Tag Archives: SCOTUS
What the Divided Argument in the SCOTUS Affirmative Action Cases Could Mean

Cornell Law professor Michael C. Dorf comments on the possible significance of the Supreme Court’s decision to divide, rather than consolidate, argument in the affirmative action cases it will be deciding next term. Professor Dorf suggests the decision would allow Justice Ketanji Brown Jackson to participate in one of the cases and could also allow the Court to attend to at least two important factual and legal differences between the two cases.

Viking River Cruises Muddies the Waters

Illinois Law professor Matthew Finkin comments on the Supreme Court’s recent decision in Viking River Cruises v. Moriana, pointing out several issues in the Court’s reasoning and conclusion as to the arbitration questions raised in that case. Professor Finkin argues that the decision incites three lines of inquiry—historical, empirical, and doctrinal—and then begs them, ultimately leaving more questions than it resolves.

Dobbs Double-Cross: How Justice Alito Misused Pro-Choice Scholars’ Work

Cornell Law professor Michael C. Dorf argues that Justice Samuel Alito's majority opinion in Dobbs v. Jackson Women’s Health Organization eliminating the constitutional right to abortion misused pro-choice scholars’ work in an attempt to justify overturning Roe Casey. Professor Dorf observes that by pointing readers to the body of work by Justice Ruth Bader Ginsburg, Professor John Hart Ely, and other pro-choice scholars, Justice Alito effectively calls attention to their robust defense of abortion rights as essential to sex equality and an account of how the current hyper-conservative Court’s rulings are profoundly illegitimate.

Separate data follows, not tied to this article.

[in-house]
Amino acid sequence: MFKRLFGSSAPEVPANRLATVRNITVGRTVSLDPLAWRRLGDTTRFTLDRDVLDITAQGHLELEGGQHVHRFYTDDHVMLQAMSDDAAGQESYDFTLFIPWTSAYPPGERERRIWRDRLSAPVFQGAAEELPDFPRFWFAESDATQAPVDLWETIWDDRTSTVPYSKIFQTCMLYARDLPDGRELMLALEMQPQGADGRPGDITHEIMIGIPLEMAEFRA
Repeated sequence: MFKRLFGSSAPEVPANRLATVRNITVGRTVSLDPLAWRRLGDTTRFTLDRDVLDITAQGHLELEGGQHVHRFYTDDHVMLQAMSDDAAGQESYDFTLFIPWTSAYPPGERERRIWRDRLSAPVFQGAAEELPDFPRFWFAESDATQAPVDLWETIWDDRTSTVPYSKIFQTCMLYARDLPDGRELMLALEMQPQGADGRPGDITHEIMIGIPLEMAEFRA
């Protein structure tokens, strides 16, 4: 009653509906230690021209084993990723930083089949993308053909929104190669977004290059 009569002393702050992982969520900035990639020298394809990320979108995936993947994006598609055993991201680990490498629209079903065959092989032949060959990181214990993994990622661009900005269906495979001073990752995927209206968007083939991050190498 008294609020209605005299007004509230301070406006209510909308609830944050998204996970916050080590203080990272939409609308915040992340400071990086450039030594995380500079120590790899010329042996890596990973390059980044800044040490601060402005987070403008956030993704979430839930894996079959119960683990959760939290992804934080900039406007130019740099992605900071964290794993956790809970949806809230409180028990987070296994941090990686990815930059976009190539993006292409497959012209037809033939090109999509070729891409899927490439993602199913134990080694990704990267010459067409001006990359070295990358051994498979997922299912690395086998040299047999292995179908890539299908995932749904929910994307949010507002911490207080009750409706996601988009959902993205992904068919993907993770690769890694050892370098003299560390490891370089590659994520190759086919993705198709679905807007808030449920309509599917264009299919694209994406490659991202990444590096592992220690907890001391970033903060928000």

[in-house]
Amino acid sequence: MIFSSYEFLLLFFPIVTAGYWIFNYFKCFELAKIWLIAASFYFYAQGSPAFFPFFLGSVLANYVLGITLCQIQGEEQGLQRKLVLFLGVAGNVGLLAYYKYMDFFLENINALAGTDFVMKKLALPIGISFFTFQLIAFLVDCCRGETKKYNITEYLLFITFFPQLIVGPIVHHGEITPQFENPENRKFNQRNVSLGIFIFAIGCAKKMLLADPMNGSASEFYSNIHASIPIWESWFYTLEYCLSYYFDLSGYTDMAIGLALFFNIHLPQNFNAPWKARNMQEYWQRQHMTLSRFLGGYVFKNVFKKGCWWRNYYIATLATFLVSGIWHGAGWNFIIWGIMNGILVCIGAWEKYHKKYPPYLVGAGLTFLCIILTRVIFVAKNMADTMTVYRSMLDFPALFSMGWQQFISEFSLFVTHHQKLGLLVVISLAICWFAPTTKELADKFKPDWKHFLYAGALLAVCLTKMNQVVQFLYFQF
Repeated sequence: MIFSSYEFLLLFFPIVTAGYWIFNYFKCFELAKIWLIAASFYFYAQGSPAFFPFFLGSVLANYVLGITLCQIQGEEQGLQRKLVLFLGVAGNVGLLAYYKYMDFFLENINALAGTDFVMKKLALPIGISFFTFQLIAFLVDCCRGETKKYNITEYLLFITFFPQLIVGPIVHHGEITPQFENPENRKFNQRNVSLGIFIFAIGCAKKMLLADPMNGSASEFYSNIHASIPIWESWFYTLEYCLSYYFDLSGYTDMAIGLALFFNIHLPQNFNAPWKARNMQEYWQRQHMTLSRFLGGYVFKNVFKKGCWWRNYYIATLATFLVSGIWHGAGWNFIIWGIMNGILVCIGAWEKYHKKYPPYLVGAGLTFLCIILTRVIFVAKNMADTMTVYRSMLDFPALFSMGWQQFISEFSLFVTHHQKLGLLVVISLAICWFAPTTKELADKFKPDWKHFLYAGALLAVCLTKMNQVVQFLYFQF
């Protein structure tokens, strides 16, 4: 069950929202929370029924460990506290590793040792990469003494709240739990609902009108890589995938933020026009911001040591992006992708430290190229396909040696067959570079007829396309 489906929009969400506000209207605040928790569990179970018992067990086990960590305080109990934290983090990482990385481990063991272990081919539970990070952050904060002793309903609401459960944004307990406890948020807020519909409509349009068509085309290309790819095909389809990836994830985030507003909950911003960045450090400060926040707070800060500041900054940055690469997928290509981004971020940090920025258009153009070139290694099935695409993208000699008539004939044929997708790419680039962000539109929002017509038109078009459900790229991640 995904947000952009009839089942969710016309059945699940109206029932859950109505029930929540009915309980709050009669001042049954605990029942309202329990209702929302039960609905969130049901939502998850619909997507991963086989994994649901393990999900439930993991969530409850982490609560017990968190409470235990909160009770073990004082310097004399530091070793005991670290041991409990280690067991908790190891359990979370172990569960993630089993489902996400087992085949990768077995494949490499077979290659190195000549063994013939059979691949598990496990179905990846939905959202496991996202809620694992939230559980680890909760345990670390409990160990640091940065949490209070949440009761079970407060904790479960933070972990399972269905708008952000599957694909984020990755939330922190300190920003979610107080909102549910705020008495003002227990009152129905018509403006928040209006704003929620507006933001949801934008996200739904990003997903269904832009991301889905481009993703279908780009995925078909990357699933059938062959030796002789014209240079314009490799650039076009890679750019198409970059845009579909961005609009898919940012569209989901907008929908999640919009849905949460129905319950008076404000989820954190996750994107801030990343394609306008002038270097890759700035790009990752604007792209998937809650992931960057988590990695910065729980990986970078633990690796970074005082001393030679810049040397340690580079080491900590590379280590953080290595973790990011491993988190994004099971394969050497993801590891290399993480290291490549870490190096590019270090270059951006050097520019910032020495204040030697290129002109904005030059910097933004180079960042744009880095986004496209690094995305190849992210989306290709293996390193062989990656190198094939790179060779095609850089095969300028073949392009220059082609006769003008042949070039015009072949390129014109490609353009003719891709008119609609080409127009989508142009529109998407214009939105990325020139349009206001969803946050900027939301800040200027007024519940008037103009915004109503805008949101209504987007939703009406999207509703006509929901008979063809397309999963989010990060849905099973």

Roe and Dobbs as Defining Cases for the Supreme Court and the Justices Who Wrote the Majority Opinions

Touro Law professor Rodger D. Citron argues that just as Roe v. Wade is the representative case of Justice Harry Blackmun’s tenure on the Supreme Court, so too will Dobbs v. Jackson Women’s Health Organization become the emblematic decision of its author, Justice Samuel Alito, Jr. Professor Citron analyzes the differences between the two decisions and the Justices who authored them, and what those differences mean about the Court that decided each of those cases.

The Kavanaugh Court?

Illinois Law dean Vikram David Amar observes that Justice Brett Kavanaugh is emerging as a centrist perspective in key cases, including one expanding gun rights (New York State Rifle & Pistol Association v. Bruen) and one repudiating abortion rights (Dobbs v. Jackson Women’s Health Organization). Dean Amar points out that although Justice Kavanaugh voted with the majority in both cases, he added a narrower gloss via a concurring opinion and was the only Justice to do so in both cases.

Clear Skies or Stormy Weather? The FAA’s Transportation Worker Exception After Southwest Airlines v. SaxonPart Two of a Two-Part Series

In this second of a two-part series of columns on the Supreme Court’s decision in Southwest Airlines v. Saxon, Barry Winograd describes some of the problems posed by the Court’s decision and reasoning. As Mr. Winograd explains, the opinion fails to clarify the governing standard, omits altogether any consideration of the applicable Railway Labor Act, creates confusion as to the classification of supervisors, and does not adequately consider the effects on the “gig” economy.